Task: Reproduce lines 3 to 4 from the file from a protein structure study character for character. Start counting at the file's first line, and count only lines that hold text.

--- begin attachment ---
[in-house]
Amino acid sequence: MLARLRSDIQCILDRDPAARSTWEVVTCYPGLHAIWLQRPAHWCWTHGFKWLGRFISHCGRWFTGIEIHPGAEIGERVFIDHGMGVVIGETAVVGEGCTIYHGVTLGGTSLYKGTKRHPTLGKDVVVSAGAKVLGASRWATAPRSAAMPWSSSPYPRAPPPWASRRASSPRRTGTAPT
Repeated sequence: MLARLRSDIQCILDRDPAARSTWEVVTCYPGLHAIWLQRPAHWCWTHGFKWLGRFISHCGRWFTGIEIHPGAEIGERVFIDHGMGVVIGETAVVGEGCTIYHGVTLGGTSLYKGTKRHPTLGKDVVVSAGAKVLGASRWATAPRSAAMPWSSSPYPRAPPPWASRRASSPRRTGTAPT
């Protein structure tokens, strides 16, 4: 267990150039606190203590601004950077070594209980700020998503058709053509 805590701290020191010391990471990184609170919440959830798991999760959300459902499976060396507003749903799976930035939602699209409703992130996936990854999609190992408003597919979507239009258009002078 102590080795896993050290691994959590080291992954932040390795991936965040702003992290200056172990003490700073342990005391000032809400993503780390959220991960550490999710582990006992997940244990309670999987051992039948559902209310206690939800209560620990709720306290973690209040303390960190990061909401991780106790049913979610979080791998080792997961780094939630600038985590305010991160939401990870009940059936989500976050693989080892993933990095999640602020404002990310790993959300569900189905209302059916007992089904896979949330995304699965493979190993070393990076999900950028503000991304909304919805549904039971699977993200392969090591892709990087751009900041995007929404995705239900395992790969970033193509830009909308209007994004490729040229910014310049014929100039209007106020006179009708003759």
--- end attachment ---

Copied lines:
Repeated sequence: MLARLRSDIQCILDRDPAARSTWEVVTCYPGLHAIWLQRPAHWCWTHGFKWLGRFISHCGRWFTGIEIHPGAEIGERVFIDHGMGVVIGETAVVGEGCTIYHGVTLGGTSLYKGTKRHPTLGKDVVVSAGAKVLGASRWATAPRSAAMPWSSSPYPRAPPPWASRRASSPRRTGTAPT
């Protein structure tokens, strides 16, 4: 267990150039606190203590601004950077070594209980700020998503058709053509 805590701290020191010391990471990184609170919440959830798991999760959300459902499976060396507003749903799976930035939602699209409703992130996936990854999609190992408003597919979507239009258009002078 102590080795896993050290691994959590080291992954932040390795991936965040702003992290200056172990003490700073342990005391000032809400993503780390959220991960550490999710582990006992997940244990309670999987051992039948559902209310206690939800209560620990709720306290973690209040303390960190990061909401991780106790049913979610979080791998080792997961780094939630600038985590305010991160939401990870009940059936989500976050693989080892993933990095999640602020404002990310790993959300569900189905209302059916007992089904896979949330995304699965493979190993070393990076999900950028503000991304909304919805549904039971699977993200392969090591892709990087751009900041995007929404995705239900395992790969970033193509830009909308209007994004490729040229910014310049014929100039209007106020006179009708003759």